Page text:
Chestnut Oak Trees

I’m still checking out the tree-names in our area. Last week, it was the Blackjack Oak, and today it’s the Chestnut Oak. First off, the Chestnut Oak is not to be confused with the actual Chestnut tree, which is a species of birch tree. Surprisingly, our country used to be practically covered with Chestnut trees until someone brought over a few European Chestnuts and planted them on Long Island, N.Y. Those trees introduced a fungus that wiped out all of the Chestnut trees in North America. Wow! Must have been a really potent fungus!

At any rate, Chestnut Oaks produce acorns, just like the other oak trees, and after digging around a bit, I’m pretty sure we don’t have any actual Chestnut Oaks in our neighborhood because they tend to grow in Northern hardwood forests in rocky soils. That doesn’t sound much like the habitat in The Woodlands, does it?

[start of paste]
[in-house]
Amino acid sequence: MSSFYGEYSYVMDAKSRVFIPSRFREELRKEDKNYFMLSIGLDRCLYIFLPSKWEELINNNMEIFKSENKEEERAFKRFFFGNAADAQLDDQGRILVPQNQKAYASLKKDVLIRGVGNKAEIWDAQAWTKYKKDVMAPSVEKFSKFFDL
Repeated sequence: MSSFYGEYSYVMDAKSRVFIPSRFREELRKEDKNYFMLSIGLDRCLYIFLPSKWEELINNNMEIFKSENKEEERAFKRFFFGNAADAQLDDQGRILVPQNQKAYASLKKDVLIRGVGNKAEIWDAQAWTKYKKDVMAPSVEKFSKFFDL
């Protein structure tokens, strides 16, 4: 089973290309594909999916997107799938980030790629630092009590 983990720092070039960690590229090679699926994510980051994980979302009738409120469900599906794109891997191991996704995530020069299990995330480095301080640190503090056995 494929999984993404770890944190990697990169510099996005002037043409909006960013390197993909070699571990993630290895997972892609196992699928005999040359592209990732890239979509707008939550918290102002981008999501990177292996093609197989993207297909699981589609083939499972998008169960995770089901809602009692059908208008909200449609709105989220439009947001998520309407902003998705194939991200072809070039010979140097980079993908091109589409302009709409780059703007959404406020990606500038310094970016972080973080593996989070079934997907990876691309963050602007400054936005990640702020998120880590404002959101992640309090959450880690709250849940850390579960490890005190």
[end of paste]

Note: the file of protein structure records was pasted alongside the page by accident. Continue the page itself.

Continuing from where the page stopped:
What we could have around here though is the Swamp Chestnut Oak, which, as the name implies, grows in swampy areas. I’ve got a little map that shows the distribution of this tree, and it just barely makes it into Texas.

Here are some images of the tree. You may be completely familiar with it, but I’m going to have to wait until spring to look for the sawtooth leaves and make a guess that what I’m looking at is a Swamp Chestnut Oak.

Here’s a link to a site with a really nice drawing and some quick, concise info about this particular tree:  http://texastreeplanting.tamu.edu/Display_Onetree.aspx?tid=81


About M.J.Deare

I am a writer, actively researching topics of interest. I am also a graduate of the University of Arkansas in Fayetteville, with a degree in English, and have a master's degree from the University of Memphis. Born in New Orleans, I lived there until moving to northwest Arkansas and from there to Memphis, Tennessee. My husband and I currently reside in The Woodlands, Texas.
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